Steve Williams does what millions of American motorists can't: Fill up on cheaper, ethanol-based fuel from a local gas station.

Advocates, including farmers and President Bush, have offered E85 — a blend of 85 percent ethanol and gasoline — as an affordable way to help the nation grow itself toward energy independence with a cleaner-burning fuel. They would like to see more people like Williams, who filled up his 2003 Ford Explorer with E85 on a recent morning.

But there's a big hitch for this fuel of the future. There are too few pumps. While there are about 5 million "flexible fuel" vehicles on U.S. roads that can handle E85, there are only 1,145 public stations that offer the fuel nationwide, according to the National Ethanol Vehicle Coalition. Meanwhile, domestic automakers have promised to double their production of flexible-fuel vehicles by 2010.

The nation's roughly 167,000 retail gas outlets have been slow to invest the tens of thousands of dollars it takes to add E85 — especially when certification for the dispensers is in limbo and the market is so new. Many drivers don't even know their recent-model flexible fuel cars can handle E85.

"A lot of times a car is a person's largest investment, so they're cautious. 'I'm putting alcohol in there? What!? Are you kidding?'" said Christian King, whose Mobil stations in Albany and 70 miles north in Warrensburg are the only ones in New York offering E85 to the public.

E85 is cheaper than regular unleaded gasoline. King's station near the University at Albany recently retailed E85 for $2.599 a gallon versus $3.149 for regular unleaded. But since ethanol has less energy than gasoline, fuel economy drops 10 to 15 percent when cars run on E85.

Michelle Kautz, deputy director of the ethanol coalition, said E85 needs to be priced proportionately less than standard gasoline to provide the value to drivers. She said ethanol prices tend to be lower in the Midwest corn belt, but higher on the coasts because of transportation costs. There are no pipelines to transport ethanol, so the fuel has to be trucked or shipped by rail.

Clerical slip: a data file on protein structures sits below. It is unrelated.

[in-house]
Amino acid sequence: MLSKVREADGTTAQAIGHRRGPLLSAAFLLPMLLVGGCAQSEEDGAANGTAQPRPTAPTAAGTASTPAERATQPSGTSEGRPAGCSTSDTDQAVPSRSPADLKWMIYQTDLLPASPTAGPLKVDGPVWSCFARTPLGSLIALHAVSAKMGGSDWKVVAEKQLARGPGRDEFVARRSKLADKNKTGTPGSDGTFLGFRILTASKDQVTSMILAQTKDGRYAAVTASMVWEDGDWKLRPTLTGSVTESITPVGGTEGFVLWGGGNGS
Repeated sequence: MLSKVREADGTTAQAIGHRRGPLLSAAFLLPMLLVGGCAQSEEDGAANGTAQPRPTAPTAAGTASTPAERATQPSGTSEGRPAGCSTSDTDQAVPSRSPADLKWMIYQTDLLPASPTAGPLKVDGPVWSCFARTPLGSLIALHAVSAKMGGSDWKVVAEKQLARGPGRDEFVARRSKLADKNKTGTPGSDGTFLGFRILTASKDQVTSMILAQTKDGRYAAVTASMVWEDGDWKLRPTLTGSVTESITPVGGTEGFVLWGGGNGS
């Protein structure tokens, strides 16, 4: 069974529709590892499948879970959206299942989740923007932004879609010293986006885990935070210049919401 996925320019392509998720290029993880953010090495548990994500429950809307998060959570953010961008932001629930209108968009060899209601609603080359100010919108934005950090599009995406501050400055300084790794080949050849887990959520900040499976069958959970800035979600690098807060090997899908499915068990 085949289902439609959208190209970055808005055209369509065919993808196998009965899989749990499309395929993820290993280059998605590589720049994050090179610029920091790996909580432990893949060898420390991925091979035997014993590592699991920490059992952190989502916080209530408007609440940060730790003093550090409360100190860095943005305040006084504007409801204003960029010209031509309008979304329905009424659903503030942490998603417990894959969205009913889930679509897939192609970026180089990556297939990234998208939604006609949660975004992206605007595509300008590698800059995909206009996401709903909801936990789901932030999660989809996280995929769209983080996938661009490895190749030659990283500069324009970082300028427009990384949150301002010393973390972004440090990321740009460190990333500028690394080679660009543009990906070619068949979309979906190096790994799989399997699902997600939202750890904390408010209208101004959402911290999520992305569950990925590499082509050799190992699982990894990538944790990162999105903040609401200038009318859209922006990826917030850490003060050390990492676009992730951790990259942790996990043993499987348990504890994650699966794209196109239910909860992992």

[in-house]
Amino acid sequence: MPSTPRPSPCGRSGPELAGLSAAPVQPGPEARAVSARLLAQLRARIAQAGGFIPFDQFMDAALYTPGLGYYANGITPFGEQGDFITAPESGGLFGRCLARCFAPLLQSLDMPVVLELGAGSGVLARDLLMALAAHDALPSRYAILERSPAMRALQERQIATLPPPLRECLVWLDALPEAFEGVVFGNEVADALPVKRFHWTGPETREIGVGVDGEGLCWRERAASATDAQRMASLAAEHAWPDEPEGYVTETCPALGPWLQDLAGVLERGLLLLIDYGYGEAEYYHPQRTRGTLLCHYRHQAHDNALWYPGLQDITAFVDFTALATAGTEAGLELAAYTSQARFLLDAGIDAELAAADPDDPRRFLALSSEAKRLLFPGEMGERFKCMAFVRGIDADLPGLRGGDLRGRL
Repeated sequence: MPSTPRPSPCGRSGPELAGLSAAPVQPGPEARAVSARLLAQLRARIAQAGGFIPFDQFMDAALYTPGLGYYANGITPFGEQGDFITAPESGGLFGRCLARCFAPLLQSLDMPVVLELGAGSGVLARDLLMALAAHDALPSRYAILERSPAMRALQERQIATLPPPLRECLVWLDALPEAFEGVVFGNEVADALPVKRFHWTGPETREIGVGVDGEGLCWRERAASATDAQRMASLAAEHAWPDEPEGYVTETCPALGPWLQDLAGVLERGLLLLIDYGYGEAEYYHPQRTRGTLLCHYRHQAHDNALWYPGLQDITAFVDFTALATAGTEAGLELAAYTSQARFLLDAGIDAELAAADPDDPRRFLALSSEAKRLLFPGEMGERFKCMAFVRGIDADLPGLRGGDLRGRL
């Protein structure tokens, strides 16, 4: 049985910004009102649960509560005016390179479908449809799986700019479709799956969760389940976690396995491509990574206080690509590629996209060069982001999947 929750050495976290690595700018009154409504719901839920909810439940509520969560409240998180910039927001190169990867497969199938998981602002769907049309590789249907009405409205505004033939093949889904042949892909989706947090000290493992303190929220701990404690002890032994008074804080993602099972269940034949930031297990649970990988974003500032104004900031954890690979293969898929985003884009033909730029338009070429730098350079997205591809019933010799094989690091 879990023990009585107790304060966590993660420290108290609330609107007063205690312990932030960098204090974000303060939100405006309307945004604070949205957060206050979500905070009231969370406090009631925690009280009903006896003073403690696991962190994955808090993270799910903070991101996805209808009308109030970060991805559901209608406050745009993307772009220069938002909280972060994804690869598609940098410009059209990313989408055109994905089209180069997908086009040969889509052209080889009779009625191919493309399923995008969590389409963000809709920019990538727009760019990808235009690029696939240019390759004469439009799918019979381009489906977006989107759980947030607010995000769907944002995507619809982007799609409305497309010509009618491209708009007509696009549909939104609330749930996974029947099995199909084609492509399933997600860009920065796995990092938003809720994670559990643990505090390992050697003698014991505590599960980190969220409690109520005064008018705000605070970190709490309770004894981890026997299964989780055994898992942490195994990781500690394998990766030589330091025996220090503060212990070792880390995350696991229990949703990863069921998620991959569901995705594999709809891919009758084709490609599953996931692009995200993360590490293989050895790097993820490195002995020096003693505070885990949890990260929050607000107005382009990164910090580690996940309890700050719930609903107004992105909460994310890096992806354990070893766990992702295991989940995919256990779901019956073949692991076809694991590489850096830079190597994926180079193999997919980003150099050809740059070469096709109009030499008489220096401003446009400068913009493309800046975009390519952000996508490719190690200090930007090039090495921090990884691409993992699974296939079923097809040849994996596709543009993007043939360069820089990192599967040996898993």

New York officials tried to give E85 a boost through a series of incentives last year under former Gov. George Pataki, who made ethanol a signature environmental issue. New York waived the roughly 40 cents a gallon in state gasoline taxes, offered to pay up to 50 percent of the installation costs for station owners up to $50,000, and approved a law giving stations the legal right to sell alternative fuels from outside distributors.

Despite all the effort, King in May became the first station owner in New York to offer E85 to the general public. Ralph Bombardiere of the New York State Association of Service Stations and Repair Shops said his members have been slow to sink money into dispensers and tanks because of "unknowns" in the market.

"They shy away from making the investment because no one knows how much product they're going to sell," he said.

Oil companies have done little to promote E85, which, after all, is a product they do not make. But consumers can still buy the alternative fuel at "branded" stations selling gasoline from big oil companies, like the Albany Mobil.

Exxon Mobil Corp. allows E85 sales at branded stations as long as long certain conditions are met, such as making sure the E85 is clearly marked as a non-Exxon Mobil product, said company spokeswoman Prem Nair. She said the company wants to make sure motorists don't accidentally fill up with a fuel their vehicle cannot handle.

"This is a product that we cannot testify to because we don't manufacture or supply them," said Nair, who was aware of about 20 branded Exxon Mobil sites either selling E85 or planning to.

Complicating matters is that Underwriters Laboratories since last October has been undergoing a lengthy review to see if E85 dispensers are worthy of the UL seal. The widely respected safety and standards lab — the little, round "UL" mark appears on everything from smoke detectors to cribs — was concerned that ethanol could corrode fuel dispensers. Stations can still put the pumps in with local approval. But a lack of certification — and the attending potential of liability issues — has had a chilling effect.

"The UL decertification has hindered us significantly," Kautz said.

Some larger box-store retailers were close to adding a significant number of E85 fueling stations before October, she said, but "once they heard of the UL decertification, they stopped."

In New York, the UL move sidetracked a plan to offer E85 at 10 rest stops in the New York State Thruway by the end of this year. One unit in New Baltimore, N.Y. sits unused and construction in nine other places has been halted as the Thruway Authority awaits certification.

The monthslong certification process has been frustrating for ethanol backers. In March, 14 farm-state senators urged UL to certify the dispensers.

John Drengenberg, manager of consumer affairs at UL, said E85 certification is a priority. But he stressed that it's not like approving a new toaster since they have to create a new set of safety standards.

"This is just the way that safety standards are developed," Drengenberg said. "We don't cut corners."

The lab expects to finish its certification standards by the end of this year.